Fear and Loathing in Las Vegas is one drug trip after another. When we meet our protagonists, journalist Raoul Duke (Johnny Depp) and his Samoan attorney Dr. Gonzo (Benicio Del Toro), they are driving to Vegas in a convertible full of every drug imaginable. Duke, in the grip of a drug-induced episode, brandishes a flyswatter at imaginary bats and terrifies a young hick hitchhiker (Tobey Maguire). “How long can we maintain?” Duke wonders in voiceover (voiced by Donald Morrow). “How long before one of us starts raving and jabbering at this boy?…Will he make that grim connection when my attorney starts screaming about bats and huge manta rays coming down on the car? If so — well, we’ll just have to cut his head off and bury him somewhere. Jesus! Did I say that? Or just think it? Was I talking? Did they hear me?”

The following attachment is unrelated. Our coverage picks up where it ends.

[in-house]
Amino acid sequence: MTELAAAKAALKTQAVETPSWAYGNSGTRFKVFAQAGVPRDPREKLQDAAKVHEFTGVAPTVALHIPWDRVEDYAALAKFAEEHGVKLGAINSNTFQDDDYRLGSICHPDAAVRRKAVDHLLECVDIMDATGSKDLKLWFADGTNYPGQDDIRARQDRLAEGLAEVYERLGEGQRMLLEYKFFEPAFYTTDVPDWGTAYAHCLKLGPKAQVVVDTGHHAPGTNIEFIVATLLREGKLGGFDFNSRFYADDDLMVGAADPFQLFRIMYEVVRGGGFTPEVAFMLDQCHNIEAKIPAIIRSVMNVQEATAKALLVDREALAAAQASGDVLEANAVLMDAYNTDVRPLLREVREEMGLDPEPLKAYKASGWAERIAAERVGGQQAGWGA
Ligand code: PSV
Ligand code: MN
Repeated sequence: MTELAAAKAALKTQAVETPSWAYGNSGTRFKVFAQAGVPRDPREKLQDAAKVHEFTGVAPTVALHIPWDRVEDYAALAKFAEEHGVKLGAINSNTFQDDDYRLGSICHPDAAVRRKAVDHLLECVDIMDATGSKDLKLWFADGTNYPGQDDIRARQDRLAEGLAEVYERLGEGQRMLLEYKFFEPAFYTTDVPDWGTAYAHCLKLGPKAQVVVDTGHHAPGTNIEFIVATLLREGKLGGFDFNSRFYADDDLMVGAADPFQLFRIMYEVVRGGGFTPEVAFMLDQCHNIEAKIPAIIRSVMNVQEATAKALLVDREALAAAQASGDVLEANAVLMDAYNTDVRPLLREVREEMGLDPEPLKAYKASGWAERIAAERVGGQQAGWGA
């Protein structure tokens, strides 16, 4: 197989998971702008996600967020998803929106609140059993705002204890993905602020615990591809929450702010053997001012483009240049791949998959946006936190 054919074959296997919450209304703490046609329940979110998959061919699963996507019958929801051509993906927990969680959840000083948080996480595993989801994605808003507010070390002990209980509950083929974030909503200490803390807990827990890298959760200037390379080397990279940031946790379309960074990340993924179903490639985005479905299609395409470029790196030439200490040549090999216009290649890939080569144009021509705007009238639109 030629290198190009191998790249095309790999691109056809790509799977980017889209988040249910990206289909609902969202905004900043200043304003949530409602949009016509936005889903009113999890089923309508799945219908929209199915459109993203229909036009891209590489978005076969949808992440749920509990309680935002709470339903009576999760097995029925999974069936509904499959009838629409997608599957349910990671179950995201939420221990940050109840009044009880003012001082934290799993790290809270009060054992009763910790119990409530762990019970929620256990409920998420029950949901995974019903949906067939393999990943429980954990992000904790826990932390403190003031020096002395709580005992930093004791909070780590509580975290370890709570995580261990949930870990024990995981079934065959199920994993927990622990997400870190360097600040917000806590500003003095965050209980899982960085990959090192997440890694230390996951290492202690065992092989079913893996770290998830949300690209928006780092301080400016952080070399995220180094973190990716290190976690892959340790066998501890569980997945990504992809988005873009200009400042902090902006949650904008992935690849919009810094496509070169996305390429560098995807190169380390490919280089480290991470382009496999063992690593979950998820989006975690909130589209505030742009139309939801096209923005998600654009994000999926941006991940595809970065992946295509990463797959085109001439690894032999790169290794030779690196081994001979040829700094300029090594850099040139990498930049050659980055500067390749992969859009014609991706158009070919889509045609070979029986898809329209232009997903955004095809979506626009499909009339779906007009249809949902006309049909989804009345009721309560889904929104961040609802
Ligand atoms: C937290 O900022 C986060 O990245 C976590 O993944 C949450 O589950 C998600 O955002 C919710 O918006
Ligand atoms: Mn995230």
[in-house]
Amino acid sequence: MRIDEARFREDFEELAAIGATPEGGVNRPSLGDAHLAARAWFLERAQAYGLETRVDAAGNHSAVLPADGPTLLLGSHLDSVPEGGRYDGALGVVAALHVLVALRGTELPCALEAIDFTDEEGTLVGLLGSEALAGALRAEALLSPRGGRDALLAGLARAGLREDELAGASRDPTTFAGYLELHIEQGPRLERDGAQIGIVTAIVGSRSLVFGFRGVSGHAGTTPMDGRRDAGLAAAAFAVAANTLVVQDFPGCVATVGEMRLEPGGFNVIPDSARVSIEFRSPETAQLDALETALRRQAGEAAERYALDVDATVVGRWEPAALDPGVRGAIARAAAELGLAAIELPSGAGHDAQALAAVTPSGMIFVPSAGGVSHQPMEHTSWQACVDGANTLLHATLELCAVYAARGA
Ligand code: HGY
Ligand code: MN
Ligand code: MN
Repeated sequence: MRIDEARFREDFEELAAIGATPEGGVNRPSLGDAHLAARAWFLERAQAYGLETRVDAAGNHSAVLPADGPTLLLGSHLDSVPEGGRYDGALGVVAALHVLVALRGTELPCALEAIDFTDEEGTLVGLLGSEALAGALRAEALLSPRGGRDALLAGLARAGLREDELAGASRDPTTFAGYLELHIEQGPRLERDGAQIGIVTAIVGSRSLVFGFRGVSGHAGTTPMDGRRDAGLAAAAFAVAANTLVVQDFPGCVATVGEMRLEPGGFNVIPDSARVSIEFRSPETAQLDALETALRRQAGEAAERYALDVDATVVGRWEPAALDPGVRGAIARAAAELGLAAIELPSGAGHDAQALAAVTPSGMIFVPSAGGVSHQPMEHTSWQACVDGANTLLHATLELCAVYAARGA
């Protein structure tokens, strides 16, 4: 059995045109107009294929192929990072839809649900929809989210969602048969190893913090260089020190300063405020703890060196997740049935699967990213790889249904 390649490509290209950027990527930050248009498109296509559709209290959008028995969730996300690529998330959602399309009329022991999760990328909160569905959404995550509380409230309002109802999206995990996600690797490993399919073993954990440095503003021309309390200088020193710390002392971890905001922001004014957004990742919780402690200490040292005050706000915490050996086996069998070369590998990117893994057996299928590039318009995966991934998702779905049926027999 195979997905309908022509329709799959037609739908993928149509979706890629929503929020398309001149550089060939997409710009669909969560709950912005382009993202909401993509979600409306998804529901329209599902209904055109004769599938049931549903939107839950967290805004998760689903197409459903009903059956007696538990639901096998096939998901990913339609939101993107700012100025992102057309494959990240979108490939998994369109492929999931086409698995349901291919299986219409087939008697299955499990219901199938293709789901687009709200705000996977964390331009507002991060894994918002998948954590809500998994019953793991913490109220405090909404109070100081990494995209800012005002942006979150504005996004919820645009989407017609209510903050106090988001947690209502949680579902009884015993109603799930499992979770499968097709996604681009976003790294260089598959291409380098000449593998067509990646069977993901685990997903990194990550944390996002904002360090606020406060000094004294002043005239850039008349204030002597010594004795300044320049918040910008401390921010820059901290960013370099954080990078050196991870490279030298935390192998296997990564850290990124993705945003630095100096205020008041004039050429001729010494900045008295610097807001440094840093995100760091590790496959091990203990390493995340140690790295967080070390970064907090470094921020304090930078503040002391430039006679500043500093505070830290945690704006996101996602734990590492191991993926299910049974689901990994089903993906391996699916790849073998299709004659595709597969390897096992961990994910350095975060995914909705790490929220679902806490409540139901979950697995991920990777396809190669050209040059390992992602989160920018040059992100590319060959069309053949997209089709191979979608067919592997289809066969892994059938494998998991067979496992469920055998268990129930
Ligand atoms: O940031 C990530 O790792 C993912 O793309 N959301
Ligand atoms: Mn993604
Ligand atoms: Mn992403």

During these moments, the film becomes a surrealist farce played at an almost vertiginous speed. The paranoid hilarity continues in the initial Vegas sequences: faces warp, people become literal lounge lizards, patterns on rugs and walls come to life. Salvador Dali meets Luis Buñuel and all seems well. Thirty minutes later, Dr. Gonzo has thrown up again, Duke has gone through more drugs, they’ve confused more people. The film turns monotonous and pointless but, because of director Terry Gilliam’s knack for bizarre visual razzmatazz, Fear and Loathing in Las Vegas is never boring.